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Interpolating Functions Inside Double-Quoted Strings

You can use references to force Perl to interpolate the return value of a function call inside double-quoted strings. This helps to reduce the number of temporary variables needed by your program, as in

print("Here are  5 dashes ${\makeLine(5)}.\n");

print("Here are 10 dashes ${\makeLine(10)}.\n");

sub makeLine {

    return("-" x $_[0]);


This program displays:

Here are  5 dashes -----.

Here are 10 dashes ----------.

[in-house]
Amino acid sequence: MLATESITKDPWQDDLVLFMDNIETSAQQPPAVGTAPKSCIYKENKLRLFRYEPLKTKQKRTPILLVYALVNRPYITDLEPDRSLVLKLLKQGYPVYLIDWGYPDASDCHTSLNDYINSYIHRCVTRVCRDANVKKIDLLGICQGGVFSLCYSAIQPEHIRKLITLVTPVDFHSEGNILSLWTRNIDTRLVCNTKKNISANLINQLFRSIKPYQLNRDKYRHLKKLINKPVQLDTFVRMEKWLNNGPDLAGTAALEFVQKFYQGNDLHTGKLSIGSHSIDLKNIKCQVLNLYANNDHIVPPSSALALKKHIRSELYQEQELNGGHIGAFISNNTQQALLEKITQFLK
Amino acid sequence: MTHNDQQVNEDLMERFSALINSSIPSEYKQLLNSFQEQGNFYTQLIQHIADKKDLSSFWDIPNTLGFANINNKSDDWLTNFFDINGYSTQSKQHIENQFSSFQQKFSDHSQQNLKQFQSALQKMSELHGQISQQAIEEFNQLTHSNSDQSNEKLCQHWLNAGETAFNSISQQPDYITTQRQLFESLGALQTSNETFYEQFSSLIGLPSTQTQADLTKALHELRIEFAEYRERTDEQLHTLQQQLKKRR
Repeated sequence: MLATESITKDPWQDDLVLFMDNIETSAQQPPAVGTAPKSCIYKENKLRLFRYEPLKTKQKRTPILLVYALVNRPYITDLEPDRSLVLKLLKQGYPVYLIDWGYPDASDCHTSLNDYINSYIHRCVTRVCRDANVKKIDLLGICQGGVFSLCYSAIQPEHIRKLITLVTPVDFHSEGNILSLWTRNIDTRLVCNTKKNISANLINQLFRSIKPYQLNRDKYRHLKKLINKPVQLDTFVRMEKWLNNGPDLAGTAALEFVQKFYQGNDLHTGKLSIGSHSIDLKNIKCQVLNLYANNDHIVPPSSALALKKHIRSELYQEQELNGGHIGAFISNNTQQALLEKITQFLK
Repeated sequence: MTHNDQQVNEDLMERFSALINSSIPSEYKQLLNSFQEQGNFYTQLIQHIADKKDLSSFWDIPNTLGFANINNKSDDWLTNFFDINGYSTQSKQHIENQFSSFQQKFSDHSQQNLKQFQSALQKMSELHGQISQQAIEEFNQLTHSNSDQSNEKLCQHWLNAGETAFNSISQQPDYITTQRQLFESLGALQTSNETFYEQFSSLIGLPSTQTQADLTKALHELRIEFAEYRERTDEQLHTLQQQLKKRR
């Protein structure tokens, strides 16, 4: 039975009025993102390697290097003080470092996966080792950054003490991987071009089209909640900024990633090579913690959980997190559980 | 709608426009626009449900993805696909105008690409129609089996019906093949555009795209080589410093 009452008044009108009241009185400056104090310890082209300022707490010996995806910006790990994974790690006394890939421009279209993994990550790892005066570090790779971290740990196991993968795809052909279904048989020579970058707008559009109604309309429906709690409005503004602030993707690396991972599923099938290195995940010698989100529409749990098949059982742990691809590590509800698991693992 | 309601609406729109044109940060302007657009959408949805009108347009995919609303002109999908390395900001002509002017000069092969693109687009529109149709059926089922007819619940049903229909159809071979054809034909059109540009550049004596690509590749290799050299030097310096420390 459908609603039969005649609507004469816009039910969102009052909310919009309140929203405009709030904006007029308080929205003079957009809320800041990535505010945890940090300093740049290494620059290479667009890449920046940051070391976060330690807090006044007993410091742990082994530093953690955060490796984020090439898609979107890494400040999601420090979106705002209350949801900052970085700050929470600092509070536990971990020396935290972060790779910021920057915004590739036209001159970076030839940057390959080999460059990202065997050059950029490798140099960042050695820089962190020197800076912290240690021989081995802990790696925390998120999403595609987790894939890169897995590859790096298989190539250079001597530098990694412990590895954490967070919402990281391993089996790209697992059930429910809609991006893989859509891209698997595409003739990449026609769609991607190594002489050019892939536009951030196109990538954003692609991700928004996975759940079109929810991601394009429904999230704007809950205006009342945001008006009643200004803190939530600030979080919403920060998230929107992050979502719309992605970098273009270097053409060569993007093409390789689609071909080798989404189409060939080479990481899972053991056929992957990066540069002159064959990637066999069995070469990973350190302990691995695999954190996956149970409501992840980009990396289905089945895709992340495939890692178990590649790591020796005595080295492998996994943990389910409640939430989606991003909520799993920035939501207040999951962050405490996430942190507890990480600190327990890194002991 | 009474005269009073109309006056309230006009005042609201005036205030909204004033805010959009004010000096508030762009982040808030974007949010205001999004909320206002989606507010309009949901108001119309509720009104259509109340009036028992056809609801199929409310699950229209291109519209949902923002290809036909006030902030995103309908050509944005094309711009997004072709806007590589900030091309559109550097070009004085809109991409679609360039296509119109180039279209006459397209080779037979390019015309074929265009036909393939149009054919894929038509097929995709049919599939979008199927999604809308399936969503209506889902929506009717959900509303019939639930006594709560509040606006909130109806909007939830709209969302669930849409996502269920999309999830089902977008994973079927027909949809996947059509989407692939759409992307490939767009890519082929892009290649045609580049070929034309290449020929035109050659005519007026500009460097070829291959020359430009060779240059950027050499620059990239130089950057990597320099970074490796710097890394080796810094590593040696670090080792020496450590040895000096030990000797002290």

The trick in this example is that the backslash turns the scalar return value into a reference, and then the dollar sign and curly braces turn the reference back into a scalar value that the print() function can interpret correctly. If the backslash character is not used to create the reference to the scalar return value, then the ${} dereferencing operation does not have a reference to dereference, and you will get an "initialized value" error.